Homsa 'Jordan Valley: Collecting the hay left after the demolition of the houses
Thanks to MK Gabi Lasky we received permission to enter the inactive firing zone, without which we are forbidden entry. Our point was to gather the sheep feed purchased by the shepherds, which remained on the ground after the cruel expulsion of the Humsa community to its temporary new dwelling site.
At dusk we passed by Tzvia’s place and picked up the pick-up truck and trailer to load the feed, and were on our way.
On the ground, at 8 a.m. we met brothers N. and A. who asked our help. The military jeep was already waiting to check our IDs and the Palestinians’, allowed to enter the firing zone, and were warned that our permission runs out at 3 p.m.
We entered with a tractor and the jeep, both with trailers, and jointly, with great efforts, managed to load piles of feed for about 2-3 hours, each pile weighing about 500 kilos. This is mainly a man’s job, and Inbal’s – who used thinking skills based on mechanical physics… I was the ant trying to push. Not certain that the piles felt it.
We then drove to another place that had 10-kilo piles. Some of them had loosened but we managed to save many others and load the wagons. There was another large pile left on the ground that we did not manage to transport, we might do this on another work day, before the first rain falls.
On the ground we sadly saw the demolition of the homes and tents, the parts of furniture and kitchen cruelly demolished by the army bulldozers about 2 months ago, without letting anyone take anything away.
Coming back, we saw a guy on donkey-back who turned out to be the brother of N. and A., with a long line of about 300 sheep walking back home. He left early in the morning and went many kilometers to look for grass in the hills distant from the firing zone, to have the sheep feed mainly on dry grass.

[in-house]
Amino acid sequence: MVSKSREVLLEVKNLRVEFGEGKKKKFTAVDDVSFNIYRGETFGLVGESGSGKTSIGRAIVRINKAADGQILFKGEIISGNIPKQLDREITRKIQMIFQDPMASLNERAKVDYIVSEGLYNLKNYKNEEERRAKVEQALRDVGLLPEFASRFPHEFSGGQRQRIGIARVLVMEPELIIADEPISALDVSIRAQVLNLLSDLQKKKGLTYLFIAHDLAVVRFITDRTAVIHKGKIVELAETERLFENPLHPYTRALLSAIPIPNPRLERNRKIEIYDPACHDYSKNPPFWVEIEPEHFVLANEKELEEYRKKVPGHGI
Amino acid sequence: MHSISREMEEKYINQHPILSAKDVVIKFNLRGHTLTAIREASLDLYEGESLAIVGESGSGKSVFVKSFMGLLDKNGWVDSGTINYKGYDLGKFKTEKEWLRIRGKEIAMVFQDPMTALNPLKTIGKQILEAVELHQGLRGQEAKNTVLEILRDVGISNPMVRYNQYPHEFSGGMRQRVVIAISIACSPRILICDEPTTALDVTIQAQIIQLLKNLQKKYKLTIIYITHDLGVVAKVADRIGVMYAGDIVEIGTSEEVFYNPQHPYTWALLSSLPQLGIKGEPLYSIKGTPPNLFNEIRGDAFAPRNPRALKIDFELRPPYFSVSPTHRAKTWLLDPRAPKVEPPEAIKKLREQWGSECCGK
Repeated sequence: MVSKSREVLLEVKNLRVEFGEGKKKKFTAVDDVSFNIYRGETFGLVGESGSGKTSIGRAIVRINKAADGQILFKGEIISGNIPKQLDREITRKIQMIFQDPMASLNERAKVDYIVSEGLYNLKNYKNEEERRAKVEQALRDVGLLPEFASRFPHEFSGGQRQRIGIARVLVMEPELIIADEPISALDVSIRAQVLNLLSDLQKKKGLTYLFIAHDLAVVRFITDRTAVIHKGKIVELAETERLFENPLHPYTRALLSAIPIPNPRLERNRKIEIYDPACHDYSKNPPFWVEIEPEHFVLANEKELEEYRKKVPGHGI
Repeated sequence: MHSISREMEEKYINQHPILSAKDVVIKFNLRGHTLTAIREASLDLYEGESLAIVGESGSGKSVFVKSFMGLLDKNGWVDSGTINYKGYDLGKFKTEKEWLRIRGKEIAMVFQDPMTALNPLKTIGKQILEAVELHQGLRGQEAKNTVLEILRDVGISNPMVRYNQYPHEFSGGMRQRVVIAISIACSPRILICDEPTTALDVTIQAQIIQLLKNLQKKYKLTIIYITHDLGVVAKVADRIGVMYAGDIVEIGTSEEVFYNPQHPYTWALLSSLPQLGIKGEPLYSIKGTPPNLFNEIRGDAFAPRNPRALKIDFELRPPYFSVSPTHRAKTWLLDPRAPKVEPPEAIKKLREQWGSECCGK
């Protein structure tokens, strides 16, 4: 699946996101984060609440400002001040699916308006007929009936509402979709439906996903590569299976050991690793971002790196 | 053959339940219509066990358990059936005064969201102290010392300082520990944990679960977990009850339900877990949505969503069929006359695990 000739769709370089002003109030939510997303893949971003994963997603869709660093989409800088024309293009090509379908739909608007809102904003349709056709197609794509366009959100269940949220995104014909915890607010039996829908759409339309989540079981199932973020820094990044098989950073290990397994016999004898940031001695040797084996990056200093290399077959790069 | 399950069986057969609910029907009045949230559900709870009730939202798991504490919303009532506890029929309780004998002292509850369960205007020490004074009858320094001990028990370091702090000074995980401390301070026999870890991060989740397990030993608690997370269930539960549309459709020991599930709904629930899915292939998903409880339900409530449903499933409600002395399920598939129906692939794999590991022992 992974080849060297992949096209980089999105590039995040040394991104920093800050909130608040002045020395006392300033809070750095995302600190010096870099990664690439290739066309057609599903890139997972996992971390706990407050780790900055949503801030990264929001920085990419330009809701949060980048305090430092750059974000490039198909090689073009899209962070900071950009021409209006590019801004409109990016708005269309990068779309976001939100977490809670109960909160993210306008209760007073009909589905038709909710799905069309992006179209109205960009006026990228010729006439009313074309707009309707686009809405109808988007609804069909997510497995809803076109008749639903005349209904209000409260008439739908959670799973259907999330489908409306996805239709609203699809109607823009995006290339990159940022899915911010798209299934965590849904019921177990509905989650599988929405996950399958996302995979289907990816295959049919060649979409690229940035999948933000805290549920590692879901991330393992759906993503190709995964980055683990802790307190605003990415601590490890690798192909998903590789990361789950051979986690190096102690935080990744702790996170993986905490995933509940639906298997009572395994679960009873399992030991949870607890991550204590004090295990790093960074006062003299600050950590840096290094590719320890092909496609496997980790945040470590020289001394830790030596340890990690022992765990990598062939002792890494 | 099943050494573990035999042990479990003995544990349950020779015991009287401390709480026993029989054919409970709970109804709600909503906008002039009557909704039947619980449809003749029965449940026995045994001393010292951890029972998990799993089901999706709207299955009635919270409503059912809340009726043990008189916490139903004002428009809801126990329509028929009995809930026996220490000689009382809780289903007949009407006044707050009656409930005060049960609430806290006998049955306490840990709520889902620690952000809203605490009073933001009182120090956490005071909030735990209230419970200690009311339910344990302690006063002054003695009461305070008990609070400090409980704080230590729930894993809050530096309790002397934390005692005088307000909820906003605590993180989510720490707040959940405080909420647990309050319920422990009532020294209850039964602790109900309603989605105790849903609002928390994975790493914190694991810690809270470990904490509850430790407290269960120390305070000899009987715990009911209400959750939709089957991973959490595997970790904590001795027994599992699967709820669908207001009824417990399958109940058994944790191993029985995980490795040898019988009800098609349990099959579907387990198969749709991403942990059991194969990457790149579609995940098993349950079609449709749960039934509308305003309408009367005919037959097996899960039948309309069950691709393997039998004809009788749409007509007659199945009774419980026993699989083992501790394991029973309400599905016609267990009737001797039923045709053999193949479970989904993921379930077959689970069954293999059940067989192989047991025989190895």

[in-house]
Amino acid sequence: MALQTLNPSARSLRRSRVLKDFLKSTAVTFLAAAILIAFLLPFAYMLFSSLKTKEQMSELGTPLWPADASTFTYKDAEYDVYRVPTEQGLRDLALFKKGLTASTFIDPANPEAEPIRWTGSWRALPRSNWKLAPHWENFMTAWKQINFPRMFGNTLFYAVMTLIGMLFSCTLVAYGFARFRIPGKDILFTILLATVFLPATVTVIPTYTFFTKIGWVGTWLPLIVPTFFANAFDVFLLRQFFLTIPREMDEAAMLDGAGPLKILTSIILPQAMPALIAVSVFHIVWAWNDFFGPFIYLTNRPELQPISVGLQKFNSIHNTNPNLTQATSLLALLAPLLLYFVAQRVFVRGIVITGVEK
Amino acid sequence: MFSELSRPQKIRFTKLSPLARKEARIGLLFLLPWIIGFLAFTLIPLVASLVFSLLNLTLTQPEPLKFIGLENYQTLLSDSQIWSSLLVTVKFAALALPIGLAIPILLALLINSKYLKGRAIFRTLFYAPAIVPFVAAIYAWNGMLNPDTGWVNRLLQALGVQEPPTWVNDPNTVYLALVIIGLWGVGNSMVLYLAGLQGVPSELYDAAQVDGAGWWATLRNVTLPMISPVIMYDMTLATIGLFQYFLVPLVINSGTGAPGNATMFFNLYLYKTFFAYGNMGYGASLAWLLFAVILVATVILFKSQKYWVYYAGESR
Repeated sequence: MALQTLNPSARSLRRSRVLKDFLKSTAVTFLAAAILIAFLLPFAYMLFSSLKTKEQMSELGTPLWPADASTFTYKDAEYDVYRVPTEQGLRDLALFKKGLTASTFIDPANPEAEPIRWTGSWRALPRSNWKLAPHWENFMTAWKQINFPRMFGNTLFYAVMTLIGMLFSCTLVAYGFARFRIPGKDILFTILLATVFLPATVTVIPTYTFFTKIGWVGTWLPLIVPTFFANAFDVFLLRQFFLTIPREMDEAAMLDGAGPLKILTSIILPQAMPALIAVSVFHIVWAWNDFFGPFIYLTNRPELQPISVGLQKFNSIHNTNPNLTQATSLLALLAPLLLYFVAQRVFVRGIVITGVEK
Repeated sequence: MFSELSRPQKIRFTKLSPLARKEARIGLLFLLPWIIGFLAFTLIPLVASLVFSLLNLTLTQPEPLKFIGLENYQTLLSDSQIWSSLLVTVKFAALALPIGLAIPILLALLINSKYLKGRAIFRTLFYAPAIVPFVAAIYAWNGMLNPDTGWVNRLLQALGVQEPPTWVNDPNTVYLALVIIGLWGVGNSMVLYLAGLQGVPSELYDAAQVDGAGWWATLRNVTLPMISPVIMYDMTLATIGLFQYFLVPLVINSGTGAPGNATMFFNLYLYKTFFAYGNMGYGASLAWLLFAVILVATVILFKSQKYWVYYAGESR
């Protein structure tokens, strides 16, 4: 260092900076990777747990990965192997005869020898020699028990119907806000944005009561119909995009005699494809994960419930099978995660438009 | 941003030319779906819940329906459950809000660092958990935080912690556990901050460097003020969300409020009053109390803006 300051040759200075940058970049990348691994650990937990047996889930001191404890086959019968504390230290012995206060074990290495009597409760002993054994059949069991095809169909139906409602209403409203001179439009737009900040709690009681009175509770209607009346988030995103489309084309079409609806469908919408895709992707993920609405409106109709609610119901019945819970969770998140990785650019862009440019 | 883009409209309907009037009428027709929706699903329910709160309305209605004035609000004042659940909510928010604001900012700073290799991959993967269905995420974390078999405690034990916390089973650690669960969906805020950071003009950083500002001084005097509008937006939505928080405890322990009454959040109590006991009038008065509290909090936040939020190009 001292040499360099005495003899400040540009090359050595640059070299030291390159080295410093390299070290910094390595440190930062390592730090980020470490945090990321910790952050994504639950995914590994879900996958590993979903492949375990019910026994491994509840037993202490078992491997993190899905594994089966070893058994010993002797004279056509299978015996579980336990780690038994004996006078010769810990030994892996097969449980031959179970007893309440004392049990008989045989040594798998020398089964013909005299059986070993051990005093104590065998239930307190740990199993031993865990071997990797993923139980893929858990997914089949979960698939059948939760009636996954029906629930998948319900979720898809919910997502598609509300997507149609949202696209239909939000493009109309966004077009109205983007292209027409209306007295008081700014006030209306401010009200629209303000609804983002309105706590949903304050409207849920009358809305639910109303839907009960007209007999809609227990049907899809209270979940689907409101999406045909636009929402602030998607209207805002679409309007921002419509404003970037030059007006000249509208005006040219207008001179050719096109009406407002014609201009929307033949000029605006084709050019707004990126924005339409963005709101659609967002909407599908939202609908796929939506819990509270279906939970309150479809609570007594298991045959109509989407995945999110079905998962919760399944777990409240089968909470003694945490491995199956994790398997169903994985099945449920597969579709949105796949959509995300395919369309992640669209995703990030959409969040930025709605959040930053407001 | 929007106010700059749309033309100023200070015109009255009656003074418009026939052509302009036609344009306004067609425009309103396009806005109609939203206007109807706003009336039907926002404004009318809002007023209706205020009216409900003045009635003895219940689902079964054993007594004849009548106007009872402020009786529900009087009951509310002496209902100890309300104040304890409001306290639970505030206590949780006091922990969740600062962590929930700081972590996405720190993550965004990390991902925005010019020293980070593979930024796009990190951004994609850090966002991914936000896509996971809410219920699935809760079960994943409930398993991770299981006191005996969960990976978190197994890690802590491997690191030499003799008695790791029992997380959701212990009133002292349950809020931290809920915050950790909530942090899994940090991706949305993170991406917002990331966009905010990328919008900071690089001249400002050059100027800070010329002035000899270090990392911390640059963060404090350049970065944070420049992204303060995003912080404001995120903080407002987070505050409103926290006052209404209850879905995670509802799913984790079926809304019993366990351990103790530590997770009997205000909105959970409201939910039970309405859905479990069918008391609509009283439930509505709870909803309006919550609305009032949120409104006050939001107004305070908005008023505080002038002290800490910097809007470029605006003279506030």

The brunch without which N., A. and their families would not let us leave, was served in the meager temporary tent in which about 20 family members live crowded together, without separation between children and adults. We were told that the cost of a large bale of feed is about 5,000 shekels, and a small one about 100 shekels, in addition to what the sheep eat as they graze. The uncle who was present added that it would be hard to maintenance the flock – their main source of livelihood. In their former place, they have plenty of room for grazing, but in the present place they sow winter crops that do not need irrigation, so there is no more room for grass for the sheep. In the meantime, their will to survive is strong and they do not give up, trying to make a shelter from the sweltering sun for the sheep by putting up tarpaulins, and are also trying to obtain nylon sheets to fence in the temporary goat corral.
Wishing for better days, the annulment of firing zones and nature reserves that serve as a bureaucratic tool to push the Palestinians out of Area C., and for the end of occupation – if not now, then next year in built-up Palestine.